If you believe too much CO2 is going to cause catastrophic climate change, then you’ll love this – we can use CO2 to increase the rate of plant growth; biofuel plants in particular.
How this will work in practice isn’t exactly clear. As we have noted, it will be a tragedy if we scrub CO2 out of our industrial emissions to stop possible global warming, while leaving unacceptable amounts of other airborne pollutants lower on the priority list. If you’re going to regulate CO2, while you’re at it, at least make sure you eliminate the carbon monoxide, lead, ozone, particulate matter, nitrogen dioxide, and sulpher dioxide, because we know they’re bad. Where I live in California, the summertime air is filthy, and it isn’t CO2.
In any case, one company that seems to have some good ideas as to how to use CO2 to grow biofuel is GS-CleanTech (the GS stands for “Green Shift”). On the page with their products and services overview, they make several interesting claims. Here’s one:
“GS CleanTech’s patented C02 Bioreactor reduces greenhouse gas emissions while creating an additional feedstock for renewable fuel production. If applied at ethanol facilities, it would boost fuel production by more than 15%, and if applied to coal fired power generation, it could produce more than 200 million gallons of renewable fuel annually for every 1,000 MW of electricity produced.”
The devil is always in the details. First of all, they probably mean “for every 1,000 megawatt-years of electricity produced.” So how much energy is in a megawatt-year, and how much energy is in 200 million gallons of renewable fuel?
Energy in 1,000 megawatt-years: Take 3,416 BTU’s (British Thermal Unit, our favorite way to do energy conversions) per kilowatt hour. Multiply by 24 hours per day, and 365 days per year. Now you have kilowatt-years. Multiply again to get megawatt-years, and then multiply again by 1,000 to get 1,000 megawatt years. Result: 29.9 billion.
Energy in 200 million gallons: A generous estimate of BTU’s per gallon of ethanol would be about 150,000. Multiply by 200 million. Result: 30 trillion.
This means GS-CleanTech is claiming they can get 1,000 times as much energy out of the CO2 produced by burning coal as they can get from the primary burning process – heat which drives a turbine which turns a generator and creates electricity. What CleanTech probably means is this quantity of CO2, as an appropriate portion of the many other inputs into a biofuel growing operation – solar energy, water, fertilizer – would be sufficient to produce 200 million gallons of energy. But that isn’t what they say. In any case, what about their growing operation? How much biofuel can they produce, and how?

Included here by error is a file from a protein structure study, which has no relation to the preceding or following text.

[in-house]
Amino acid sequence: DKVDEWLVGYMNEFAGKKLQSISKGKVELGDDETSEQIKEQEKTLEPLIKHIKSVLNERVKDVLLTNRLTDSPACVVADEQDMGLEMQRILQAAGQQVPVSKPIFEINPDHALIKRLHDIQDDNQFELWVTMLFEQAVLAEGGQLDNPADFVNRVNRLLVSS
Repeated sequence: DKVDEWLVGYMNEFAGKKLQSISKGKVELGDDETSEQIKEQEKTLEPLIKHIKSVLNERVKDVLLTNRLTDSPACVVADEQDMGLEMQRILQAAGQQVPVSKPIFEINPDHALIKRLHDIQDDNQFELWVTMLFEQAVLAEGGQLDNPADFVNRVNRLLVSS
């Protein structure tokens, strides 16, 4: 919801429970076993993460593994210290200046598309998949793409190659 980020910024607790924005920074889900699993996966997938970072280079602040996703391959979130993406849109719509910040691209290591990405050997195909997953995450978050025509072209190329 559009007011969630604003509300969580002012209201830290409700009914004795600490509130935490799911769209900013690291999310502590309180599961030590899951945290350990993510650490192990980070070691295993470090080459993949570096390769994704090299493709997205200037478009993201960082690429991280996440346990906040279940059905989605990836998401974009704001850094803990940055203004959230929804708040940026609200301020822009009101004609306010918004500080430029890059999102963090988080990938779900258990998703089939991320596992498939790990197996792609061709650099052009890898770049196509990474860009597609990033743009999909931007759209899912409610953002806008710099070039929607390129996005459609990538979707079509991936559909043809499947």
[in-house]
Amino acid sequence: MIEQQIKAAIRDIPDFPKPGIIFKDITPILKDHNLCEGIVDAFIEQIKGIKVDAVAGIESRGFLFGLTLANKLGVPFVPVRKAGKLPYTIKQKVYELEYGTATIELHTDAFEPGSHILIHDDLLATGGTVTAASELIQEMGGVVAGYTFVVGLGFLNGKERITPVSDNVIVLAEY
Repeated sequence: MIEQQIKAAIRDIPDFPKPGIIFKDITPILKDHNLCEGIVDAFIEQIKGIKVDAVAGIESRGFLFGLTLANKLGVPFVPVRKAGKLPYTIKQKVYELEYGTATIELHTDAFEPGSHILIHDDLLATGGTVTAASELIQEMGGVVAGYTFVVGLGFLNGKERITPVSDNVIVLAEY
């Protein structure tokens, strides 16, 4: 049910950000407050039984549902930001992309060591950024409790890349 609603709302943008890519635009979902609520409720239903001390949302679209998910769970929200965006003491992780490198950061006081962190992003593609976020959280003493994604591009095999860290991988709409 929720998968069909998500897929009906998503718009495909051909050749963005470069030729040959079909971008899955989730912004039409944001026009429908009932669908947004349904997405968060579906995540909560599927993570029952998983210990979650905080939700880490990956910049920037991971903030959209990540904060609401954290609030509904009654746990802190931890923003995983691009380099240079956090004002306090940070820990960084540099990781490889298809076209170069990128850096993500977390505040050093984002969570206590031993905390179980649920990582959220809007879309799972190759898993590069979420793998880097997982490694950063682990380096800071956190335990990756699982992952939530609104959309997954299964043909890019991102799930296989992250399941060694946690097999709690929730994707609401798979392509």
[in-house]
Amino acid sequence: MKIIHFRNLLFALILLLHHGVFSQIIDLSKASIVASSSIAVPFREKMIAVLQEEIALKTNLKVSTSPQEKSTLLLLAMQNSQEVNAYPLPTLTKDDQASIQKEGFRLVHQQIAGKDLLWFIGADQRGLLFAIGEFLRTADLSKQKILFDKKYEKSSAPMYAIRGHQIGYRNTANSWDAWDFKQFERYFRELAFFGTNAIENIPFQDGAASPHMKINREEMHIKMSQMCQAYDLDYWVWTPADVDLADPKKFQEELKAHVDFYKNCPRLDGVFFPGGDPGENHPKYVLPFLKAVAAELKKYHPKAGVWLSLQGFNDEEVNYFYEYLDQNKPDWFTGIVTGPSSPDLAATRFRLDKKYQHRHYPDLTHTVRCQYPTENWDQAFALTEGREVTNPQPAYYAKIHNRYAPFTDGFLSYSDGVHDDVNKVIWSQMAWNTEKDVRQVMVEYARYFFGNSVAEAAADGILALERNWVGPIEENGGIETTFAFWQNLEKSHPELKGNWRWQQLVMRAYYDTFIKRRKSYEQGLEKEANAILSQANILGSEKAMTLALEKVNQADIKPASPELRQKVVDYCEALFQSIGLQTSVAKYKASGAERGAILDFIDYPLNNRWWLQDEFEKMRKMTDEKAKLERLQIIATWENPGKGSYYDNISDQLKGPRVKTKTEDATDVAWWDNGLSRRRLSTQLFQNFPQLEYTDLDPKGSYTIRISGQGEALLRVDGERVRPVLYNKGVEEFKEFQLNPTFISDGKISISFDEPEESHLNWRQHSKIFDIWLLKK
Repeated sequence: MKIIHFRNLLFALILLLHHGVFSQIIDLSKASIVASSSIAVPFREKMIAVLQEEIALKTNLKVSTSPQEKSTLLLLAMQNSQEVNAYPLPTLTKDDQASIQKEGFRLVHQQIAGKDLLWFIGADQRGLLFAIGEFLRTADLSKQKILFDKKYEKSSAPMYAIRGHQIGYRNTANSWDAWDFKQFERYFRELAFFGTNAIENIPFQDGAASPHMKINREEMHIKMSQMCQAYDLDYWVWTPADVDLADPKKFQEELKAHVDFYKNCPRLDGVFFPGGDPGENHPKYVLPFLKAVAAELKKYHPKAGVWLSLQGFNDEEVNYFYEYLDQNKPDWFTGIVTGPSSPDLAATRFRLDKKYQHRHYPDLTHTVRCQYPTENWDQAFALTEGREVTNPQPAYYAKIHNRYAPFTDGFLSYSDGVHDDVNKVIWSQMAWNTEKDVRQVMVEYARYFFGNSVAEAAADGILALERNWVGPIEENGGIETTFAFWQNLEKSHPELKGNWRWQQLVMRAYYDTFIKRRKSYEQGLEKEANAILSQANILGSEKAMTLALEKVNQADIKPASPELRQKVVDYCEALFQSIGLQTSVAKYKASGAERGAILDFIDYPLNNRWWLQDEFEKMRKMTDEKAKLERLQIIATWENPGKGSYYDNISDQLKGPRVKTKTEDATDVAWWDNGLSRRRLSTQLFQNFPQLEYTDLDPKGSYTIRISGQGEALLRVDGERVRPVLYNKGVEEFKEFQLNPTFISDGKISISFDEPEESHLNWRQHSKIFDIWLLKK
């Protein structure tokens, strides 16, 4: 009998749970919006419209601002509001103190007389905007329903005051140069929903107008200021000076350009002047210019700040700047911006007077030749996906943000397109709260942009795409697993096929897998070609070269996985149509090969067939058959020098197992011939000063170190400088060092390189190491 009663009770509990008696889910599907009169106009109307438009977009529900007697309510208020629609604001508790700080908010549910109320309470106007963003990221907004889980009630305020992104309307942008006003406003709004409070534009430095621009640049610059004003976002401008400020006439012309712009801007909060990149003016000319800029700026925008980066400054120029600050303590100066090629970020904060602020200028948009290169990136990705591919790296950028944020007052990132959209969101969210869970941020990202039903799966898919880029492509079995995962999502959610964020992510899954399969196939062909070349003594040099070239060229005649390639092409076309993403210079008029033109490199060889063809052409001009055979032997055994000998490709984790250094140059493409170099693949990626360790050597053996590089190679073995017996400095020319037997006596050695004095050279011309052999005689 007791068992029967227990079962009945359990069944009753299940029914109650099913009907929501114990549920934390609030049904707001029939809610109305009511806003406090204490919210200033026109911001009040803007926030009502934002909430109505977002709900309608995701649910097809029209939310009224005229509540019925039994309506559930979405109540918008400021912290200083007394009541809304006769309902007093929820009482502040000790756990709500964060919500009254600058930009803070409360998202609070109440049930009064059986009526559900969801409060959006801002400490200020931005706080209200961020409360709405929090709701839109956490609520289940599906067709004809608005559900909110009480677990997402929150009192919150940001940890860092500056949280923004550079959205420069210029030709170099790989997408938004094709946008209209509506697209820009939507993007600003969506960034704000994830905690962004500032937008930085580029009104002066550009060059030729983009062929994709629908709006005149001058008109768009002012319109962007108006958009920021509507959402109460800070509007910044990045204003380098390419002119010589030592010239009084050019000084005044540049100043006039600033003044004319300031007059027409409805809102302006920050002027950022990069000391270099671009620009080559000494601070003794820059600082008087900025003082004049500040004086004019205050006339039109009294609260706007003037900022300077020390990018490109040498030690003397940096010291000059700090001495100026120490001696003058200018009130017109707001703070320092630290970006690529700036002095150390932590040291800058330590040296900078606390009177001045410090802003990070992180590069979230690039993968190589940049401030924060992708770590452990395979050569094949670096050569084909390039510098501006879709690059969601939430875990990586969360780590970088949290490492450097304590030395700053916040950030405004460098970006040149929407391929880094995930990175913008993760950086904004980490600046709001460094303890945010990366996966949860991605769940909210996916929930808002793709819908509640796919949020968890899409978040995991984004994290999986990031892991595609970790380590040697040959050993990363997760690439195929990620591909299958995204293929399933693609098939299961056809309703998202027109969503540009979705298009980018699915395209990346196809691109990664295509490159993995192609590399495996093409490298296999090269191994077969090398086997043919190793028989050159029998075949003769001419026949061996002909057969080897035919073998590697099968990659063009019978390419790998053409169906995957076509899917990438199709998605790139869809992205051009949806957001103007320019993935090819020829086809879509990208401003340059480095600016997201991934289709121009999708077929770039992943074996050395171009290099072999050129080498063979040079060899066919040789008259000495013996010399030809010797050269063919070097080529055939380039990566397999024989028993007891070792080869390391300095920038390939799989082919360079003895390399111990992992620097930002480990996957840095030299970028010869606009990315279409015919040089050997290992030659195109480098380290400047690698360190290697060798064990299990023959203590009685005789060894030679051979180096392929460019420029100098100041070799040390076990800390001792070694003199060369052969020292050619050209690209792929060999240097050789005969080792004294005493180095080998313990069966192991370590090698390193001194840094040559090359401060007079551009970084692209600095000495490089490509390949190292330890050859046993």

GS-CleanTech’s product overview page goes on to say “CleanTech’s C02 Bioreactor can produce more than 200,000 gallons of fuel per acre (per year).” Right away they can’t possibly mean traditional farming – the best you can hope for from the best ethanol crops we’ve got on earth, sugar cane in Brazil, for example, is about 600 gallons per acre per year. So what are they thinking?
Check this out (paraphrasing): “C02 is piped to the bioreactor. Sunlight is collected with parabolic mirrors that transfer the light to light pipes which channel the light into the bioreactor structure where it is distributed and radiated using light panels. A growth media, such as polyester, is inserted between each lighting surface. Water, containing nutrients, continuously cascades down the growth media to facilitate the final required step for optimal growth.” You are encouraged to read their product overview page in its entirety.
Can such a “bioreactor structure,” using concentrated CO2, nutrient rich water, and distributed light, induce algae to grow at a rate literally 300 times greater than if the same area were only simple farmland? Maybe it can. We will see.
It’s interesting that in our earlier post “Biofuel vs. Photovoltaics” we reference claims of similar yields arising from researchers who intend to genetically engineer algae to produce extremely high yields of biofuel. GS-CleanTech is coming at this from a completely different direction. There is no way biofuel grown in traditional methods, jatropha in Africa, sugar cane in Brazil, etc., can replace crude oil (there isn’t enough land) even though in those places and elsewhere it can be produced cost competitively to crude oil. But if the productivity of algae to produce extremely high yields of biofuel is ever realized, it will be a game shifting development, kind of like cheap photovoltaics.